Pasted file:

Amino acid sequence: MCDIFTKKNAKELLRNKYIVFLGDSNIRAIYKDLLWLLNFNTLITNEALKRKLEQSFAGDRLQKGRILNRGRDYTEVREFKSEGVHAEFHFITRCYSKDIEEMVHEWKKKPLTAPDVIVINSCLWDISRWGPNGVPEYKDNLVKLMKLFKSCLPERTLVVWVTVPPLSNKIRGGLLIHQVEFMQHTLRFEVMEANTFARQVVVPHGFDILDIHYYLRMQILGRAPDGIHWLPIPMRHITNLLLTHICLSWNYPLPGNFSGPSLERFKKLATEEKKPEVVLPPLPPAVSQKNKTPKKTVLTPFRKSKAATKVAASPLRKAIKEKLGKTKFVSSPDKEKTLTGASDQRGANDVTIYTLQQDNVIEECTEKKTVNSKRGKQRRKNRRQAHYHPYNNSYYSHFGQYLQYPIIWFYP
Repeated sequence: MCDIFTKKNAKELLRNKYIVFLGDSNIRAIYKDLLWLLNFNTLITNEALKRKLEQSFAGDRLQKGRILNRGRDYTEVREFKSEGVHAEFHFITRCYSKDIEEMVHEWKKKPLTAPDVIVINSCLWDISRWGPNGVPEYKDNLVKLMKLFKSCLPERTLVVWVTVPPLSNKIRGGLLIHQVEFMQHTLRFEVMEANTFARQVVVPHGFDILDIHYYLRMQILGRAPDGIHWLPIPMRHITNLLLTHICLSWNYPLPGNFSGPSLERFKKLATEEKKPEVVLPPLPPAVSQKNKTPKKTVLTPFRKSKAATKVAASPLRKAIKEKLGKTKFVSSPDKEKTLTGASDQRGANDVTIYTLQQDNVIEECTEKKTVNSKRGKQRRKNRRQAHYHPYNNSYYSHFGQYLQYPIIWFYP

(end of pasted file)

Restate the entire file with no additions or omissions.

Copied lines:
Amino acid sequence: MCDIFTKKNAKELLRNKYIVFLGDSNIRAIYKDLLWLLNFNTLITNEALKRKLEQSFAGDRLQKGRILNRGRDYTEVREFKSEGVHAEFHFITRCYSKDIEEMVHEWKKKPLTAPDVIVINSCLWDISRWGPNGVPEYKDNLVKLMKLFKSCLPERTLVVWVTVPPLSNKIRGGLLIHQVEFMQHTLRFEVMEANTFARQVVVPHGFDILDIHYYLRMQILGRAPDGIHWLPIPMRHITNLLLTHICLSWNYPLPGNFSGPSLERFKKLATEEKKPEVVLPPLPPAVSQKNKTPKKTVLTPFRKSKAATKVAASPLRKAIKEKLGKTKFVSSPDKEKTLTGASDQRGANDVTIYTLQQDNVIEECTEKKTVNSKRGKQRRKNRRQAHYHPYNNSYYSHFGQYLQYPIIWFYP
Repeated sequence: MCDIFTKKNAKELLRNKYIVFLGDSNIRAIYKDLLWLLNFNTLITNEALKRKLEQSFAGDRLQKGRILNRGRDYTEVREFKSEGVHAEFHFITRCYSKDIEEMVHEWKKKPLTAPDVIVINSCLWDISRWGPNGVPEYKDNLVKLMKLFKSCLPERTLVVWVTVPPLSNKIRGGLLIHQVEFMQHTLRFEVMEANTFARQVVVPHGFDILDIHYYLRMQILGRAPDGIHWLPIPMRHITNLLLTHICLSWNYPLPGNFSGPSLERFKKLATEEKKPEVVLPPLPPAVSQKNKTPKKTVLTPFRKSKAATKVAASPLRKAIKEKLGKTKFVSSPDKEKTLTGASDQRGANDVTIYTLQQDNVIEECTEKKTVNSKRGKQRRKNRRQAHYHPYNNSYYSHFGQYLQYPIIWFYP